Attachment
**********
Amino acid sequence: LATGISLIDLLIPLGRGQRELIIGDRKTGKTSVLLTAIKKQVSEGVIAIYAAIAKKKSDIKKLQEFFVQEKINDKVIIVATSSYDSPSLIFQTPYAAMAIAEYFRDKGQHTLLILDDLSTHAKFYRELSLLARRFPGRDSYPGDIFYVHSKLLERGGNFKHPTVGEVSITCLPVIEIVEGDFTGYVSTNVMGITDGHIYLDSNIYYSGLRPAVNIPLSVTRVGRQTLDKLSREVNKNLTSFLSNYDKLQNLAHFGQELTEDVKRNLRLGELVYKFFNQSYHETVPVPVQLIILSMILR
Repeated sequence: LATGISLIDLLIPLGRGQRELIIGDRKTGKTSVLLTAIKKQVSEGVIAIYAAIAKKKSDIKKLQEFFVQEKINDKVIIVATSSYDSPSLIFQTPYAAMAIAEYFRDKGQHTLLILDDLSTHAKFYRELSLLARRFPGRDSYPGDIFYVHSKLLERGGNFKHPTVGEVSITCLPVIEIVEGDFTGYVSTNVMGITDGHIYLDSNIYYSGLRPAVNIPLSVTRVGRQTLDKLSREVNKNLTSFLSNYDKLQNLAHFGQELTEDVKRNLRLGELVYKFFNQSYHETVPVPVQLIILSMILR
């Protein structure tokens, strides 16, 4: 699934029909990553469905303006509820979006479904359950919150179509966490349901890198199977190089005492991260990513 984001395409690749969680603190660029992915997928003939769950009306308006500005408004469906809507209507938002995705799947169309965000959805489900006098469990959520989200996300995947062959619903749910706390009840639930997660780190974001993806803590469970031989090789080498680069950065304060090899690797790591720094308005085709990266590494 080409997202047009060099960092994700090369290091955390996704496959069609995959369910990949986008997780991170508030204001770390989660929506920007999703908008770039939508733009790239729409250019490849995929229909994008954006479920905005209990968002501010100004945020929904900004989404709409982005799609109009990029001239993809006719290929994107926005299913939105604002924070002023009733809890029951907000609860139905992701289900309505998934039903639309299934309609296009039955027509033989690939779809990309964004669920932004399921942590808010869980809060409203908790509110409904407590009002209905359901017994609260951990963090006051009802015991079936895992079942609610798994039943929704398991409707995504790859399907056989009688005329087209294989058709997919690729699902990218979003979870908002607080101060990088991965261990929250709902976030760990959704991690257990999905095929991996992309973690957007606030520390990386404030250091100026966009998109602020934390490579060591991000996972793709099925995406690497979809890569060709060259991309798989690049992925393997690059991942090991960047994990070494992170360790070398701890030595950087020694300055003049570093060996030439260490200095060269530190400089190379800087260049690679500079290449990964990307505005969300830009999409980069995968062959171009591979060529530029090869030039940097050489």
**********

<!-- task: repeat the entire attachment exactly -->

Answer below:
Amino acid sequence: LATGISLIDLLIPLGRGQRELIIGDRKTGKTSVLLTAIKKQVSEGVIAIYAAIAKKKSDIKKLQEFFVQEKINDKVIIVATSSYDSPSLIFQTPYAAMAIAEYFRDKGQHTLLILDDLSTHAKFYRELSLLARRFPGRDSYPGDIFYVHSKLLERGGNFKHPTVGEVSITCLPVIEIVEGDFTGYVSTNVMGITDGHIYLDSNIYYSGLRPAVNIPLSVTRVGRQTLDKLSREVNKNLTSFLSNYDKLQNLAHFGQELTEDVKRNLRLGELVYKFFNQSYHETVPVPVQLIILSMILR
Repeated sequence: LATGISLIDLLIPLGRGQRELIIGDRKTGKTSVLLTAIKKQVSEGVIAIYAAIAKKKSDIKKLQEFFVQEKINDKVIIVATSSYDSPSLIFQTPYAAMAIAEYFRDKGQHTLLILDDLSTHAKFYRELSLLARRFPGRDSYPGDIFYVHSKLLERGGNFKHPTVGEVSITCLPVIEIVEGDFTGYVSTNVMGITDGHIYLDSNIYYSGLRPAVNIPLSVTRVGRQTLDKLSREVNKNLTSFLSNYDKLQNLAHFGQELTEDVKRNLRLGELVYKFFNQSYHETVPVPVQLIILSMILR
């Protein structure tokens, strides 16, 4: 699934029909990553469905303006509820979006479904359950919150179509966490349901890198199977190089005492991260990513 984001395409690749969680603190660029992915997928003939769950009306308006500005408004469906809507209507938002995705799947169309965000959805489900006098469990959520989200996300995947062959619903749910706390009840639930997660780190974001993806803590469970031989090789080498680069950065304060090899690797790591720094308005085709990266590494 080409997202047009060099960092994700090369290091955390996704496959069609995959369910990949986008997780991170508030204001770390989660929506920007999703908008770039939508733009790239729409250019490849995929229909994008954006479920905005209990968002501010100004945020929904900004989404709409982005799609109009990029001239993809006719290929994107926005299913939105604002924070002023009733809890029951907000609860139905992701289900309505998934039903639309299934309609296009039955027509033989690939779809990309964004669920932004399921942590808010869980809060409203908790509110409904407590009002209905359901017994609260951990963090006051009802015991079936895992079942609610798994039943929704398991409707995504790859399907056989009688005329087209294989058709997919690729699902990218979003979870908002607080101060990088991965261990929250709902976030760990959704991690257990999905095929991996992309973690957007606030520390990386404030250091100026966009998109602020934390490579060591991000996972793709099925995406690497979809890569060709060259991309798989690049992925393997690059991942090991960047994990070494992170360790070398701890030595950087020694300055003049570093060996030439260490200095060269530190400089190379800087260049690679500079290449990964990307505005969300830009999409980069995968062959171009591979060529530029090869030039940097050489």